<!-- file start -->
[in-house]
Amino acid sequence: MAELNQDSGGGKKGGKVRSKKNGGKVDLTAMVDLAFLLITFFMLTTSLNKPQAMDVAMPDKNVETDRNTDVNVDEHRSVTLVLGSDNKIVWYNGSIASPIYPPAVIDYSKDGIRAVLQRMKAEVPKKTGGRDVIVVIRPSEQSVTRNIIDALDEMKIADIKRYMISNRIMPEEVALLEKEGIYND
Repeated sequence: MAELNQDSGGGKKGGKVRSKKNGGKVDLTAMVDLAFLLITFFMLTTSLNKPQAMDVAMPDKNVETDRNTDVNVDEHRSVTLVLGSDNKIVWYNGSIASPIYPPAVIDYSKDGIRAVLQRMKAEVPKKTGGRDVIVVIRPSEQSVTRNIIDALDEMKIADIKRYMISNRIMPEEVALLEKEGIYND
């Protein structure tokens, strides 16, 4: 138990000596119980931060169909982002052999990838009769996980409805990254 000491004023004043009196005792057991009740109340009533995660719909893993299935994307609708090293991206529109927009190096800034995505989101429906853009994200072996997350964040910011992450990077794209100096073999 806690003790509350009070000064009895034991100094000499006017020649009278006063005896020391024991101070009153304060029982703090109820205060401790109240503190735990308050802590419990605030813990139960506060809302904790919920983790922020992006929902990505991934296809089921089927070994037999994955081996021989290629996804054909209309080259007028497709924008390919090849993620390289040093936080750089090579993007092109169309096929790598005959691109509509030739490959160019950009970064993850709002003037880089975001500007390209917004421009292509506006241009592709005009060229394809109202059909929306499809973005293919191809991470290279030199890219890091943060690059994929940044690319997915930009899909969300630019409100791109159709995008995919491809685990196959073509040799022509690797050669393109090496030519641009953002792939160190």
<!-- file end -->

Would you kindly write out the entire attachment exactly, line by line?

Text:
[in-house]
Amino acid sequence: MAELNQDSGGGKKGGKVRSKKNGGKVDLTAMVDLAFLLITFFMLTTSLNKPQAMDVAMPDKNVETDRNTDVNVDEHRSVTLVLGSDNKIVWYNGSIASPIYPPAVIDYSKDGIRAVLQRMKAEVPKKTGGRDVIVVIRPSEQSVTRNIIDALDEMKIADIKRYMISNRIMPEEVALLEKEGIYND
Repeated sequence: MAELNQDSGGGKKGGKVRSKKNGGKVDLTAMVDLAFLLITFFMLTTSLNKPQAMDVAMPDKNVETDRNTDVNVDEHRSVTLVLGSDNKIVWYNGSIASPIYPPAVIDYSKDGIRAVLQRMKAEVPKKTGGRDVIVVIRPSEQSVTRNIIDALDEMKIADIKRYMISNRIMPEEVALLEKEGIYND
């Protein structure tokens, strides 16, 4: 138990000596119980931060169909982002052999990838009769996980409805990254 000491004023004043009196005792057991009740109340009533995660719909893993299935994307609708090293991206529109927009190096800034995505989101429906853009994200072996997350964040910011992450990077794209100096073999 806690003790509350009070000064009895034991100094000499006017020649009278006063005896020391024991101070009153304060029982703090109820205060401790109240503190735990308050802590419990605030813990139960506060809302904790919920983790922020992006929902990505991934296809089921089927070994037999994955081996021989290629996804054909209309080259007028497709924008390919090849993620390289040093936080750089090579993007092109169309096929790598005959691109509509030739490959160019950009970064993850709002003037880089975001500007390209917004421009292509506006241009592709005009060229394809109202059909929306499809973005293919191809991470290279030199890219890091943060690059994929940044690319997915930009899909969300630019409100791109159709995008995919491809685990196959073509040799022509690797050669393109090496030519641009953002792939160190």